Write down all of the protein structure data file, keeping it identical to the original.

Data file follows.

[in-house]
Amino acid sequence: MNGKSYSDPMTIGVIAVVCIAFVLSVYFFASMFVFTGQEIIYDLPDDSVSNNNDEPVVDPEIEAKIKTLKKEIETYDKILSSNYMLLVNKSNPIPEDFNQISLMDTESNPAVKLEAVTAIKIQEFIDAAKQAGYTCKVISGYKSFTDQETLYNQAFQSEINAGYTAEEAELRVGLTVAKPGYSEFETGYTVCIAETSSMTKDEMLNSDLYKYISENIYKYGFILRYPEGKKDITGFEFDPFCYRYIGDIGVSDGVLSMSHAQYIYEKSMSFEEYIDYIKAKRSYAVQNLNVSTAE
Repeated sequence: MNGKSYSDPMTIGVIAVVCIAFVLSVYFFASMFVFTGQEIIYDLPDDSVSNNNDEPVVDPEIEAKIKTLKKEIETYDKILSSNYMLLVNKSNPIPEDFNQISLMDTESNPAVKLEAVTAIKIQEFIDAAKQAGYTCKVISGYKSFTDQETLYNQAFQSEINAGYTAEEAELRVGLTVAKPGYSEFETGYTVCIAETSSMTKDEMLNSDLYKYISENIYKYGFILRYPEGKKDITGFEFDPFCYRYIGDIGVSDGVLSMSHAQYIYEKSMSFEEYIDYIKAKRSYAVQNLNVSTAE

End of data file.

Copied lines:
[in-house]
Amino acid sequence: MNGKSYSDPMTIGVIAVVCIAFVLSVYFFASMFVFTGQEIIYDLPDDSVSNNNDEPVVDPEIEAKIKTLKKEIETYDKILSSNYMLLVNKSNPIPEDFNQISLMDTESNPAVKLEAVTAIKIQEFIDAAKQAGYTCKVISGYKSFTDQETLYNQAFQSEINAGYTAEEAELRVGLTVAKPGYSEFETGYTVCIAETSSMTKDEMLNSDLYKYISENIYKYGFILRYPEGKKDITGFEFDPFCYRYIGDIGVSDGVLSMSHAQYIYEKSMSFEEYIDYIKAKRSYAVQNLNVSTAE
Repeated sequence: MNGKSYSDPMTIGVIAVVCIAFVLSVYFFASMFVFTGQEIIYDLPDDSVSNNNDEPVVDPEIEAKIKTLKKEIETYDKILSSNYMLLVNKSNPIPEDFNQISLMDTESNPAVKLEAVTAIKIQEFIDAAKQAGYTCKVISGYKSFTDQETLYNQAFQSEINAGYTAEEAELRVGLTVAKPGYSEFETGYTVCIAETSSMTKDEMLNSDLYKYISENIYKYGFILRYPEGKKDITGFEFDPFCYRYIGDIGVSDGVLSMSHAQYIYEKSMSFEEYIDYIKAKRSYAVQNLNVSTAE